We have invested $36million to employ a surge workforce of 500 staff over the next nine months to address the visa processing backlog we inherited from the Liberal National government.
We are putting in place measures to fill this immediate need, including looking at industry sponsorship of skilled migrants.
We will also assess the effectiveness of the current skilled migration occupation lists and look to expand pathways to permanent residency for temporary skilled sponsored workers where we can.
The recent Jobs and Skills Summit was important for many reasons.
To begin, it enabled a consensus on immediate actions to build a more extensive, better trained, and more productive workforce.
It provided insights informing the immediate and long-term changes need to reform Australia’s training system and laid out the priorities for further work and future action.
The Summit outcomes are the first step in responding to the needs of individuals, industry, and demand for jobs over the next decade.
The Summit set the agenda for the historic announcement by the Prime Minister over the weekend to increase paid parental leave to a full six months. This is the biggest boost to the system since it was introduced more than a decade ago.
The Government also committed to working with the states and territories to restart discussions for a 5-year National Skills Agreement to commence in 2024.
At the Summit the Prime Minister announced a $1 billion 12-month National Skills Agreement to provide funding for 180,000 fee-free VET places in 2023, focused on TAFE, with costs shared by the states and territories on a 50:50 basis.
I am pleased to be able to report constructive and productive discussions with my state and territory ministerial colleagues when we met in Melbourne recently.
The Summit also highlighted the importance of ensuring people have the foundation skills required to access and fully participate in the labour market.
According to the OECD, a staggering 3 million adults in Australia lack the fundamental skills required to participate in training and secure work.
These are skills such as basic literacy, digital literacy and numeracy required to participate in our economy and quite frankly, in our society.
I have asked my department to explore options to address this critical issue to make sure that no-one is held back, and no-one is left behind.
Another theme of the Summit was the need to make the VET sector fit for purpose – efficient, effective, and easy to navigate so that students don’t have to study the same thing repeatedly which is wasteful and costly.
Currently the VET sector has a high number of qualifications and micro-credentials with significant duplication. There are 56 nationally endorsed training packages, over 1,200 qualifications, 1,500 skill sets, and 15,400 Units of Competency. 5,000 units have more than 70 per cent overlap with at least one other unit.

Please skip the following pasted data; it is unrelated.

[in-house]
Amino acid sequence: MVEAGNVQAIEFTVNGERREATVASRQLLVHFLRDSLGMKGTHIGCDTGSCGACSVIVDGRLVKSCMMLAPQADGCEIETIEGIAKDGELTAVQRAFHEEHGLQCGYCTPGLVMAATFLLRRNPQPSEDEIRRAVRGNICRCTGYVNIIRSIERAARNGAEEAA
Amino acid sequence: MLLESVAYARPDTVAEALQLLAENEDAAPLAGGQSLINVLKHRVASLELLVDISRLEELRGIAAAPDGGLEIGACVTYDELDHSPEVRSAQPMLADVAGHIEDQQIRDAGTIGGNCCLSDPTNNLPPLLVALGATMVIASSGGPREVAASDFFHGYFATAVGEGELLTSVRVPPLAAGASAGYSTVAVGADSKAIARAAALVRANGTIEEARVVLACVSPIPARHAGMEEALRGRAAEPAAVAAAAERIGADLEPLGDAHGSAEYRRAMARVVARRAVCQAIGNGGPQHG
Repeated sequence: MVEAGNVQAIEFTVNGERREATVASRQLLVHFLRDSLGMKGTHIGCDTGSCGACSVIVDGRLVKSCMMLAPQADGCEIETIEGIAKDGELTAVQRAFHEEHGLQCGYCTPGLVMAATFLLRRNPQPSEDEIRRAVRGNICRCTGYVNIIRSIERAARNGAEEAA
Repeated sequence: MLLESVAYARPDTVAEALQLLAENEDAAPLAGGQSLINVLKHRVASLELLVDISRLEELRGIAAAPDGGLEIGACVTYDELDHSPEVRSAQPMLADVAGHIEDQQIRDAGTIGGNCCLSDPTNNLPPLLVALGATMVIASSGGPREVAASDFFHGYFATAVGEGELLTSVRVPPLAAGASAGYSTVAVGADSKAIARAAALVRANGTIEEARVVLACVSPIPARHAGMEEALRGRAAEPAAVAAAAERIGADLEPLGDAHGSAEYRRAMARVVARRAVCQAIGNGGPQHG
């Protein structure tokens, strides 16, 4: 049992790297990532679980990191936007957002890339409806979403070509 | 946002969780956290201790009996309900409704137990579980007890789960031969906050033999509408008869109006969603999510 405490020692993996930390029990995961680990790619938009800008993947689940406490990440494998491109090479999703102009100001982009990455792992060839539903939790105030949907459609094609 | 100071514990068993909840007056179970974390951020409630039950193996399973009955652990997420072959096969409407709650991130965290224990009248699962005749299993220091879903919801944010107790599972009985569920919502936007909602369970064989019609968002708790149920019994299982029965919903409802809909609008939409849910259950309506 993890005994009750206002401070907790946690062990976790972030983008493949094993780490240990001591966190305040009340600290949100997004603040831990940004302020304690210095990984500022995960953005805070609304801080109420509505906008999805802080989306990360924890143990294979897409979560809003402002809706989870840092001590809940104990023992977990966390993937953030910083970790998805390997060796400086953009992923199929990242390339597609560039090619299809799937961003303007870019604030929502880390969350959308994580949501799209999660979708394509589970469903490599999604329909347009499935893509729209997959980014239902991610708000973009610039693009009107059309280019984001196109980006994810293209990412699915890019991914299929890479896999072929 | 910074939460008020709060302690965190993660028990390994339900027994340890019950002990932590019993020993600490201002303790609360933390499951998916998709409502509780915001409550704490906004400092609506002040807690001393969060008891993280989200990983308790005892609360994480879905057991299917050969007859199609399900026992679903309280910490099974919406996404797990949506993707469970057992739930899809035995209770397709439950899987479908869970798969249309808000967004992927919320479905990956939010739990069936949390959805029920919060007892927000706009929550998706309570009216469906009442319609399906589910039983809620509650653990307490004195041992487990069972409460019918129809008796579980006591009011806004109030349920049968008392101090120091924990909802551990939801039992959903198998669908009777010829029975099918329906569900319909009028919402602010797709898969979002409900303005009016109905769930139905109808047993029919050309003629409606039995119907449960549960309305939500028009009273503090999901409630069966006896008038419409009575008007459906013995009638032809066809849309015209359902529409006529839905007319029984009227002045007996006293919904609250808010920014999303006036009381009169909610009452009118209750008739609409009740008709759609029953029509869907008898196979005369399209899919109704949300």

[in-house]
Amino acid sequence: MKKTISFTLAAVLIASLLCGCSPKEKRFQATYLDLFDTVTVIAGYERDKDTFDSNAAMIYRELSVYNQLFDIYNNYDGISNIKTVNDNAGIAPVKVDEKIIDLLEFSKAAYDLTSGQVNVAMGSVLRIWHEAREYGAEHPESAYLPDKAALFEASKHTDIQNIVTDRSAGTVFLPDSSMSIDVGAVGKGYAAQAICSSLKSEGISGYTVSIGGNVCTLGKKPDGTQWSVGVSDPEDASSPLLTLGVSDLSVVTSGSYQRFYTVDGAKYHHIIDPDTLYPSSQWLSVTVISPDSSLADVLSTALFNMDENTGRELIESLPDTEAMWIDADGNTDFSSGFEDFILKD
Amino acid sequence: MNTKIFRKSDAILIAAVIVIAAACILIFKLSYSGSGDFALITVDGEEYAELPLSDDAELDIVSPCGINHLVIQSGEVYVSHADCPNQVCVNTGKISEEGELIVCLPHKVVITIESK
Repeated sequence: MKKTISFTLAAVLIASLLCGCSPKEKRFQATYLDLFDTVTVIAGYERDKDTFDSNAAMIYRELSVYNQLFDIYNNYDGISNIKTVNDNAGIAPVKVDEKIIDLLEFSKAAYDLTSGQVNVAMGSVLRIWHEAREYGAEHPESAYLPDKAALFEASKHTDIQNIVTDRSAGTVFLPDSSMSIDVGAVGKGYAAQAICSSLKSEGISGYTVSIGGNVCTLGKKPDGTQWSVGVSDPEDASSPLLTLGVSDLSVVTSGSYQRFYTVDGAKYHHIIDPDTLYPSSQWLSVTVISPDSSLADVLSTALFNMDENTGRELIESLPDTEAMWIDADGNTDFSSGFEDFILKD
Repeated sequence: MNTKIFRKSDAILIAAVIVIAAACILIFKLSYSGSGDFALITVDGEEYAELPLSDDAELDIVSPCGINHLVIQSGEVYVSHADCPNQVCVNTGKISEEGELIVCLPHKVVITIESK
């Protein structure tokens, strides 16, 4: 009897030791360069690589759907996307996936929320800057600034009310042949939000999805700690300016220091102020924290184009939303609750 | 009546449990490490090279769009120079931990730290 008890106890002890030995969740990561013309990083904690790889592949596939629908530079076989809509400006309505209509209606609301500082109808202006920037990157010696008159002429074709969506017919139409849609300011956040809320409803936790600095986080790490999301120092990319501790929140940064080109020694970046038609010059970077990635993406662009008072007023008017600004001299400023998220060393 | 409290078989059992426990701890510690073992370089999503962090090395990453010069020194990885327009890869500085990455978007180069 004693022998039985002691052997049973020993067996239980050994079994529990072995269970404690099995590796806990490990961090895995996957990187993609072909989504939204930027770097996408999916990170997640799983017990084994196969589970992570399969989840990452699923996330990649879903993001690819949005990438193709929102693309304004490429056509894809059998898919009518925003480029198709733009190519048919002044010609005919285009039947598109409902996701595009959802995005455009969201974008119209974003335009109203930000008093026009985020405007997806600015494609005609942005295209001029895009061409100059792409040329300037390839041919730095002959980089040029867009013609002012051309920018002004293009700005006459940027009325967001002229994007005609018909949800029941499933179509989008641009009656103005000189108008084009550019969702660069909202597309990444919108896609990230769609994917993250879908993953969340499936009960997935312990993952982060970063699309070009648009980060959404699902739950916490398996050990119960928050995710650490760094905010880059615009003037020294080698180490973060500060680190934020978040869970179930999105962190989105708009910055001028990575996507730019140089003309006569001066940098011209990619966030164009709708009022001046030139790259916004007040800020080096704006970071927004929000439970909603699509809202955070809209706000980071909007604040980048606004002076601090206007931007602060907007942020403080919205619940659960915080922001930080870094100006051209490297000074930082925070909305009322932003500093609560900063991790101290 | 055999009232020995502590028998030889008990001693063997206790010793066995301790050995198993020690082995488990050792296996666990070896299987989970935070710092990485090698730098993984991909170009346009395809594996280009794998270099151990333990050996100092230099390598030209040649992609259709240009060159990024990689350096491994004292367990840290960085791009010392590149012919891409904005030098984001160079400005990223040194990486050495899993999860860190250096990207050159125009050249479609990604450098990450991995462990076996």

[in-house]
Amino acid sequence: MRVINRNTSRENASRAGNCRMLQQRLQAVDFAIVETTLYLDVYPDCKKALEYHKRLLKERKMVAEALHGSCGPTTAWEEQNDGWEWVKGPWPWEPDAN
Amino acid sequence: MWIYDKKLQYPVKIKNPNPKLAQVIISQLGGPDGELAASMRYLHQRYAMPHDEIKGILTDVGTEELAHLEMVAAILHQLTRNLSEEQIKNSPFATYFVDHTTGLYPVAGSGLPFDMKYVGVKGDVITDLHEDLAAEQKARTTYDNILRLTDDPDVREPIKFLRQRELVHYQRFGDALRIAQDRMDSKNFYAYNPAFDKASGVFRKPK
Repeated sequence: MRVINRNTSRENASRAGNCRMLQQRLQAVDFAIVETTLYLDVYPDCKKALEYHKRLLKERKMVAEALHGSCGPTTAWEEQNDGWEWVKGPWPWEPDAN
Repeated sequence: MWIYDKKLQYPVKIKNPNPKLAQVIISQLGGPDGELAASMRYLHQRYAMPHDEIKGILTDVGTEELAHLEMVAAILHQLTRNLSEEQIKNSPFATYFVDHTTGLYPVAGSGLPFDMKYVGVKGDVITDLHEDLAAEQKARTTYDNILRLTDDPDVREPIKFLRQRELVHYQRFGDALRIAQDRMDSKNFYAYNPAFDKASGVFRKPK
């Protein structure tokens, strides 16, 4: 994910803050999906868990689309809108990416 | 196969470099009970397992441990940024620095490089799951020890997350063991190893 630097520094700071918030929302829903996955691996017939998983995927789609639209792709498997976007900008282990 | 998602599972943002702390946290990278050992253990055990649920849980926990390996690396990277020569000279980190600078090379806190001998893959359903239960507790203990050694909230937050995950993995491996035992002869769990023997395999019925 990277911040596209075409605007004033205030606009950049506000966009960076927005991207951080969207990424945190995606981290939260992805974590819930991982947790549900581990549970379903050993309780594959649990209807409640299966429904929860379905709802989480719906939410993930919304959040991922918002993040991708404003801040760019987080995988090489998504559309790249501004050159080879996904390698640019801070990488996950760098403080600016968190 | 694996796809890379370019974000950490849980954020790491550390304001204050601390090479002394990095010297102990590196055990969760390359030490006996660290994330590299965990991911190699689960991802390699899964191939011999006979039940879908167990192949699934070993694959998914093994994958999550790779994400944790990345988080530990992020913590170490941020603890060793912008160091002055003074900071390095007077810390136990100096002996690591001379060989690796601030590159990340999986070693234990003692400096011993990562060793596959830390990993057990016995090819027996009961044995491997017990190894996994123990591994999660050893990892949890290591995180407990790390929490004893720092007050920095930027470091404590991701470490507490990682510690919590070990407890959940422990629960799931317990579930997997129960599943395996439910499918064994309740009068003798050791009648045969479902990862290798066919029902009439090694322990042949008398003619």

I am working with my state and territory ministerial colleagues to modernise this system and make it work for students and industry. We need to we give people the right combination of transferable and industry specific skills
All of this means our government will ensure the VET sector can more effectively provide the skills workers and employers need now and into the future.
This will help deliver secure jobs with growing wages, boost incomes and living standards and create more opportunities for Australians.
As the Prime Minister has said, we don’t intend to waste a minute in delivering for the Australian people. The establishment of Jobs and Skills Australia was the first Bill of the Albanese Government introduced into Parliament, such is its priority.
We have passed the Bill in the lower house to create a new agency, Jobs and Skills Australia.
Jobs and Skills Australia will play a proactive role in workforce planning, for regional and rural areas also. It will provide independent labour force advice on the current, emerging, and future workforce needs.
Following the passage of the legislation through the Senate, Jobs and Skills Australia will be ready to get on with its essential work in partnership with state and territory governments, unions, employers, industry groups and education providers.
JSA will undertake studies for new and emerging industries. This work will give us the intelligence we need to plan for an appropriately skilled workforce in areas of skills need.
One of Jobs and Skills Australia’s first tasks will be to prepare a capacity study into Australia’s clean energy workforce, to be delivered in 2023.
Priorities for more targeted analysis may include, for example, the National Disability Insurance Scheme, aged care, and health or where demand is forecast to grow.
I know a strong TAFE sector is crucial to a strong economy and achieving a fair society. One where people have access to high-quality training that can offer rewarding and secure work.
Young people and others who face challenges to entering the labour market need tailored support to enter and retain meaningful employment.
We will restore TAFE to its rightful place of pride in the training landscape because it can open doors for so many people.
Our $1 billion one-year National Skills Agreement will provide additional funding for fee-free TAFE in 2023.
We are accelerating the delivery of 465,000 fee-free vocational education places, with 180,000 to be provided in 2023, including 15,000 aged care places.
It is crucial that we reinvigorate Australia’s apprenticeship system and provide support for secure careers in trades and occupations that are in demand.
We are engaging the sector to shift the focus to improving retention and completion rates and ensuring apprentices and trainees get the support they need.
The Australian Skills Guarantee will ensure one in ten workers on major, federally funded government projects are an apprentice, trainee, or paid cadet, with a particular focus on supporting women, through specific targets.
The new energy sector is an area of focus, and in support of this, we are providing for 10,000 new energy apprenticeships.
We must secure a more productive economy and help Australians get well-paid and secure jobs, providing them with greater opportunities.
This requires leadership, planning, collaboration and working towards a shared goal if we are to be successful.
Because providing opportunities for education and training to improve the lives of Australians is our government’s core business, and that will never change.